Before we started our Mount Toubkal hike, we were quite nervous about how we might be affected by altitude, and it is only when we were on the mountain did we discover how we were affected and then find coping strategies suitable for us.
I'm not going to claim this article offers definitive medical advice; it contains just my observations. However, if you take one message it is that altitude sickness is no joking matter and you shouldn't try to mask the effects it is having on you; this enables your guide can make a reasonable assessment about whether you should come off the mountain for your own safety.
Unfortunately hikers can't predict whether they might be affected, and the fittest of people can come down with symptoms before that fat old git you think is a "dead cert" succumbs. Obviously if you struggle to breathe at sea level (for example if you have some kind of lung disease) then it ain't gonna be pretty at 12,000 feet but that's about as far as you can estimate.
As it turns out, our experiences were fairly mild (and indeed the height we reached – around 12500 ft is at the lower end of "serious" in any case).
During our climb towards our first 11,000 footer, I found that I started getting something of a headache and felt a little dizzy. To help counter the effects, I reduced my stride length and slowed down my walking pace. Getting out of breath only makes things worse. I was unashamed in slowing up the walking group but staying safe is the name of the game. After 30-50 paces I also took just a couple of seconds to have a breather to stay on top of my heart rate. My beloved did it better; she just slowed right down but didn't have to stop walking at all, but kept on plodding her way to the summit.
Our walking companion Prakash on the other hand, felt panic about the impact he was feeling and just wanted to get to the top as quickly as he could so he could have a complete rest. As we were near the top when he started feeling it I guess he didn't put himself at great risk, but panic on a mountain top is never a wise idea. Our guide was certainly urging him to slow down.
It also helps to acclimatise over a few days. I was shocked that some people think it OK to climb Toubkal on a weekend and then jet off home. Our tour operator arranged it for us to climb higher and camp overnight at a lower altitude each evening for three nights before attempting the highest peak. That way you build up your red blood cells to make that final push that bit easier and most importantly safer.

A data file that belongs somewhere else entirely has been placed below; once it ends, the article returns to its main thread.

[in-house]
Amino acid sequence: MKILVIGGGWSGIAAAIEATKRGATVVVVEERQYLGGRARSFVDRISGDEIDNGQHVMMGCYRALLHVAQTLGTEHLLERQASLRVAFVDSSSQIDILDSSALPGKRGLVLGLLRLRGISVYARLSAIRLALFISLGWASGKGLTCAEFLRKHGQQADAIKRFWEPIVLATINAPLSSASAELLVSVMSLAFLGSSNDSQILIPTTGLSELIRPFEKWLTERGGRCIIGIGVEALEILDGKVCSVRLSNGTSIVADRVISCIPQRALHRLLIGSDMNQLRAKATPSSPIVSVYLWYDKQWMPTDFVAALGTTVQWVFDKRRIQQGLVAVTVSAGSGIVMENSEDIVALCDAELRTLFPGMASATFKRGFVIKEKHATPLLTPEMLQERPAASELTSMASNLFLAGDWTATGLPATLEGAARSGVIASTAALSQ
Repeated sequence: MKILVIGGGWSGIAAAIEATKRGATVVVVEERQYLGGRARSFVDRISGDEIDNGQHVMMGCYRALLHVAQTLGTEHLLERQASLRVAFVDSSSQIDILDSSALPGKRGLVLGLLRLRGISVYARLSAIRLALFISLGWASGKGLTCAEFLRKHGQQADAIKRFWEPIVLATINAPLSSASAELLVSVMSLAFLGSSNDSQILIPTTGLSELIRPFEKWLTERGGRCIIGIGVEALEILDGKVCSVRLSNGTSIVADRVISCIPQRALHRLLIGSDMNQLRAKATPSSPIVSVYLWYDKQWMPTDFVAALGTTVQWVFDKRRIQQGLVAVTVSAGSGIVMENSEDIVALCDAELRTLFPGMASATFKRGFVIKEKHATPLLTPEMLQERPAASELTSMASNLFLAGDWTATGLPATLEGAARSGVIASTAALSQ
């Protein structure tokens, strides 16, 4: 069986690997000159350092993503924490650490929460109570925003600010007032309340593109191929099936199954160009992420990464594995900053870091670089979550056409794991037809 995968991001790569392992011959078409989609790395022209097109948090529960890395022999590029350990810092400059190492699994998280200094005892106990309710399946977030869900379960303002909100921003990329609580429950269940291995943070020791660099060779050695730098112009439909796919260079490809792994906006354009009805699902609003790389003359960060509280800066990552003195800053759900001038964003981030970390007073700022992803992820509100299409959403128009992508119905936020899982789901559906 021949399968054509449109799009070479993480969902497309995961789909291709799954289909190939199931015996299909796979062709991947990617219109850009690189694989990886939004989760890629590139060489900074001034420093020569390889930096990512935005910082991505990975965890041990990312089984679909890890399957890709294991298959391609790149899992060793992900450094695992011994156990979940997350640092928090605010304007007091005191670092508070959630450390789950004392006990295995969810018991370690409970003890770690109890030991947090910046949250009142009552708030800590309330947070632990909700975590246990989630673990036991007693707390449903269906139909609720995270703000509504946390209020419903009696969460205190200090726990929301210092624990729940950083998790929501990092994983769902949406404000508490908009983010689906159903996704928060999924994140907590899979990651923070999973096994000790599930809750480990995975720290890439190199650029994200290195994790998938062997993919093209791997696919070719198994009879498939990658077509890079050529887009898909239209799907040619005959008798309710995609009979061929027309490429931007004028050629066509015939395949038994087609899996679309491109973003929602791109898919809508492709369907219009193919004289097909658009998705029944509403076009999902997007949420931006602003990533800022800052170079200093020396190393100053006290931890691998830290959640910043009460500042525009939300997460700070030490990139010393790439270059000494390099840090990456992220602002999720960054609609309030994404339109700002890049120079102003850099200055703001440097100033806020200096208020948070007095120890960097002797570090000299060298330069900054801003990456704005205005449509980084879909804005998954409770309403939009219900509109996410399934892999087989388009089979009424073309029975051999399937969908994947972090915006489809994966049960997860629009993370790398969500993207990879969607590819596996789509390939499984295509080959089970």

Each evening our guide also set us a little puzzle to talk through, which I presume in part enabled him to check out whether our reasoning and logic had become so shot that we were unsafe to continue. Likewise, I did little sum calculations in my head and also wrote notes for my travel reviews. Reading back, my handwriting is rather scrappy but it makes sense.
We did notice we couldn't remember certain words during conversations, but again nothing so terrible as to make anyone think the other person shouldn't be up there. Obviously, one of the tricky things about altitude sickness is that you may not realise you are affected, and as such I would always personally recommend that if you are used to lower altitudes that you only take a hike over 10,000 feet with a guide in tow.
For anyone who feels my words about altitude sickness are over dramatic, one of the women in the other party going up Toubkal suddenly felt very poorly about 30 minutes after setting off for the summit, at perhaps 11,000 feet. Her guide shone his torch on her face and found that her lips and eyes were bulging and she also felt very weak and shivery. He took her down to the mountain lodge immediately, and arranged for her to have 2 hours of observation while he returned back to lead his group. While fortunately she didn't suffer any further after effects, next year she is arranging a beach holiday break.